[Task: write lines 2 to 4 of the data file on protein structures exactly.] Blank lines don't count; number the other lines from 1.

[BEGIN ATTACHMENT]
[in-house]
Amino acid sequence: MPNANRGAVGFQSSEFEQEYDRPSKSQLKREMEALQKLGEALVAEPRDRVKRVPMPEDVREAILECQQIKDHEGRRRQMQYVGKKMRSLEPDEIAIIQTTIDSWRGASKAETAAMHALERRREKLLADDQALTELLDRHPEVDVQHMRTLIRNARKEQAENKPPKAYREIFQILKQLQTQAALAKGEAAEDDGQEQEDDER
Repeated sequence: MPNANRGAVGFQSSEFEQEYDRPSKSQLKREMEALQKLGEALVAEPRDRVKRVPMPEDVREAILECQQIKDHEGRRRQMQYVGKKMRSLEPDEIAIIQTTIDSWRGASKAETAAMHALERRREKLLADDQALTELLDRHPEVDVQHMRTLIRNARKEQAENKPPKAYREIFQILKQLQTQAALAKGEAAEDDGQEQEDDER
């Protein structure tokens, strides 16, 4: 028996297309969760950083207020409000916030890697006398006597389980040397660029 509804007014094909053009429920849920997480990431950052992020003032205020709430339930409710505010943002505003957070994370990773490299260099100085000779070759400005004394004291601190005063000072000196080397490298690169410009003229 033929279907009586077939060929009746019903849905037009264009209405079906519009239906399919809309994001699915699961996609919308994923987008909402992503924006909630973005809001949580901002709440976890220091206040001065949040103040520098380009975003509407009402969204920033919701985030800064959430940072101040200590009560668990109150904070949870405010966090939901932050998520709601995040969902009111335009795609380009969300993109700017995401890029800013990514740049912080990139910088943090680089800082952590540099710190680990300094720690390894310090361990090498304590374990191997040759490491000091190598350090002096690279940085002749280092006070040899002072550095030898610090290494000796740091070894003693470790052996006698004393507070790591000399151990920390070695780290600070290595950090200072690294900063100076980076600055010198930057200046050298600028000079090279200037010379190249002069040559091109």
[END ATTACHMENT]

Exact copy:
Amino acid sequence: MPNANRGAVGFQSSEFEQEYDRPSKSQLKREMEALQKLGEALVAEPRDRVKRVPMPEDVREAILECQQIKDHEGRRRQMQYVGKKMRSLEPDEIAIIQTTIDSWRGASKAETAAMHALERRREKLLADDQALTELLDRHPEVDVQHMRTLIRNARKEQAENKPPKAYREIFQILKQLQTQAALAKGEAAEDDGQEQEDDER
Repeated sequence: MPNANRGAVGFQSSEFEQEYDRPSKSQLKREMEALQKLGEALVAEPRDRVKRVPMPEDVREAILECQQIKDHEGRRRQMQYVGKKMRSLEPDEIAIIQTTIDSWRGASKAETAAMHALERRREKLLADDQALTELLDRHPEVDVQHMRTLIRNARKEQAENKPPKAYREIFQILKQLQTQAALAKGEAAEDDGQEQEDDER
């Protein structure tokens, strides 16, 4: 028996297309969760950083207020409000916030890697006398006597389980040397660029 509804007014094909053009429920849920997480990431950052992020003032205020709430339930409710505010943002505003957070994370990773490299260099100085000779070759400005004394004291601190005063000072000196080397490298690169410009003229 033929279907009586077939060929009746019903849905037009264009209405079906519009239906399919809309994001699915699961996609919308994923987008909402992503924006909630973005809001949580901002709440976890220091206040001065949040103040520098380009975003509407009402969204920033919701985030800064959430940072101040200590009560668990109150904070949870405010966090939901932050998520709601995040969902009111335009795609380009969300993109700017995401890029800013990514740049912080990139910088943090680089800082952590540099710190680990300094720690390894310090361990090498304590374990191997040759490491000091190598350090002096690279940085002749280092006070040899002072550095030898610090290494000796740091070894003693470790052996006698004393507070790591000399151990920390070695780290600070290595950090200072690294900063100076980076600055010198930057200046050298600028000079090279200037010379190249002069040559091109």